Viruses: in medicine, technology and in our minds
Viruses: both lethal vectors that can sow death and destruction, and clever adaptable mechanisms that could transform the future of manufacturing. And should we worry more about the viral spread of ideas and trends? Bridget Kendall's guests are the Director of the London School of Hygiene and Tropical Medicine, Peter Piot, who is the co-discoverer of the Ebola virus; bioengineer professor Angela Belcher, who uses viruses to make novel materials at the Massachusetts Institute of Technology; and psychologist Dr. Susan Blackmore, who has a special interest in the viral potential of digital technology. PHOTO: Artwork of HIV virus by Science Photo Library
Microbiologist Peter Piot is one of the world's foremost campaigners in the fight against HIV infections and now the Director of the London School of Hygiene and Tropical Medicine. He was in Zaire when the first reported epidemic of the Ebola virus was unfolding there and he explains why some 40 years after the wider world first became aware of the virus there are continuing outbreaks of the disease in humans.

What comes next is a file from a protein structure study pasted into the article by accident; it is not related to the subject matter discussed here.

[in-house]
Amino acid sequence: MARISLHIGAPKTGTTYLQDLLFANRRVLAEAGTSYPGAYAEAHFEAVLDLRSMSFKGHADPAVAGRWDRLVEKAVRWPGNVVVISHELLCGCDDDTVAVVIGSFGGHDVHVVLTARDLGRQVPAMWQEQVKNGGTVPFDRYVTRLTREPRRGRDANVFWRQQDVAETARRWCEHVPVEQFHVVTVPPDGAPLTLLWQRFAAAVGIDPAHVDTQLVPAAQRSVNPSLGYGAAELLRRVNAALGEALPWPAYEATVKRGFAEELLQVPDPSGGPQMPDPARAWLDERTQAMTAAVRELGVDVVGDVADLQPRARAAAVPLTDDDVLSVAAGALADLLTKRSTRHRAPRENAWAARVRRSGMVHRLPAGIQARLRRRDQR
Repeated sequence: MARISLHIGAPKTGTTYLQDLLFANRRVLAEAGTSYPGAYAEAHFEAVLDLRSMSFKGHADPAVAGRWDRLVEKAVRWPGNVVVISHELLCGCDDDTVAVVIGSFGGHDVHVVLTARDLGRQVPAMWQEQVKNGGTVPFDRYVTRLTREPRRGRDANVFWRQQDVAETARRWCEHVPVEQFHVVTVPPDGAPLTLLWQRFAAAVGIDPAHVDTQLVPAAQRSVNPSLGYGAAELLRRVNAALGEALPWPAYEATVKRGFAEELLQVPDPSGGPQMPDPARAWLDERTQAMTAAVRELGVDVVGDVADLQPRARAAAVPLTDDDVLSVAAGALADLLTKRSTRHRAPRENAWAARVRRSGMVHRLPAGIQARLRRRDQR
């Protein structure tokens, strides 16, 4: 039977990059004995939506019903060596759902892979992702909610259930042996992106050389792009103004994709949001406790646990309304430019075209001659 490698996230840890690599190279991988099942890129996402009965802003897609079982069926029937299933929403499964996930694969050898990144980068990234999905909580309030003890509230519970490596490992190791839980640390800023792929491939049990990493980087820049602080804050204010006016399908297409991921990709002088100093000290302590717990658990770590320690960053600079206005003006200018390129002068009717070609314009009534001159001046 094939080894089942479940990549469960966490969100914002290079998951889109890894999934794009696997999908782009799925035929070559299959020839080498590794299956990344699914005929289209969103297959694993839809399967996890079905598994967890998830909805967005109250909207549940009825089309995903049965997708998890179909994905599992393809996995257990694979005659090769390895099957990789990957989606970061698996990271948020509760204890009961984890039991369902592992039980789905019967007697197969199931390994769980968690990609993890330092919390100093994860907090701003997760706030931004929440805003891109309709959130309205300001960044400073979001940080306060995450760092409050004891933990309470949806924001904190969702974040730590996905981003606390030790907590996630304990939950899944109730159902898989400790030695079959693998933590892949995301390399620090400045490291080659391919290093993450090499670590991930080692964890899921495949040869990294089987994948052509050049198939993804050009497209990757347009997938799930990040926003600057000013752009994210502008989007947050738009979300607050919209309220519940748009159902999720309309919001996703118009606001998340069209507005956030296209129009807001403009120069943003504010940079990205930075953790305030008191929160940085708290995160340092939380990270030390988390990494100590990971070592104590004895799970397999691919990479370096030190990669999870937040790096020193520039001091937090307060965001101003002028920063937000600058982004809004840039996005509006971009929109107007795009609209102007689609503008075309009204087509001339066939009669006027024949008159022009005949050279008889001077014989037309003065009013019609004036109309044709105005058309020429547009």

Photo credit: Getty Images
The work of Angela Belcher, Professor of Energy in Materials Science and Engineering and Biological Engineering at MIT takes viruses to another level and into another domain: she alters natural viruses, usually bacteriophages, in a way that allows her to build nanoscale tiny structures that can be used to ‘grow’ novel hybrid organic-inorganic materials on new length scales for the likes of solar cells or batteries. The advantage of these batteries is that they could be manufactured at near room temperature, using no harmful solvents or toxic materials.
Virus battery by Angela Belcher
Angela Belcher with virus battery
Abalone seashells inspired Angela Belcher with her work. She mentions that they consist primarily of calcium carbonate, but because of how abalones synthesize the soft calcium carbonate with proteins, the shells form the resilient and beautiful sheen we see above.
Psychologist Susan Blackmore says that we now talk about ‘viruses’ that ‘infect’ computer programmes, or ‘viral advertising’ on social networks, or ‘contagion’ across global financial networks: so we’ve become quite comfortable with the analogy between the spread of microbes and ideas, or memes. But are we now entering a world where techno-memes, or temes, begin to replicate outside of human control?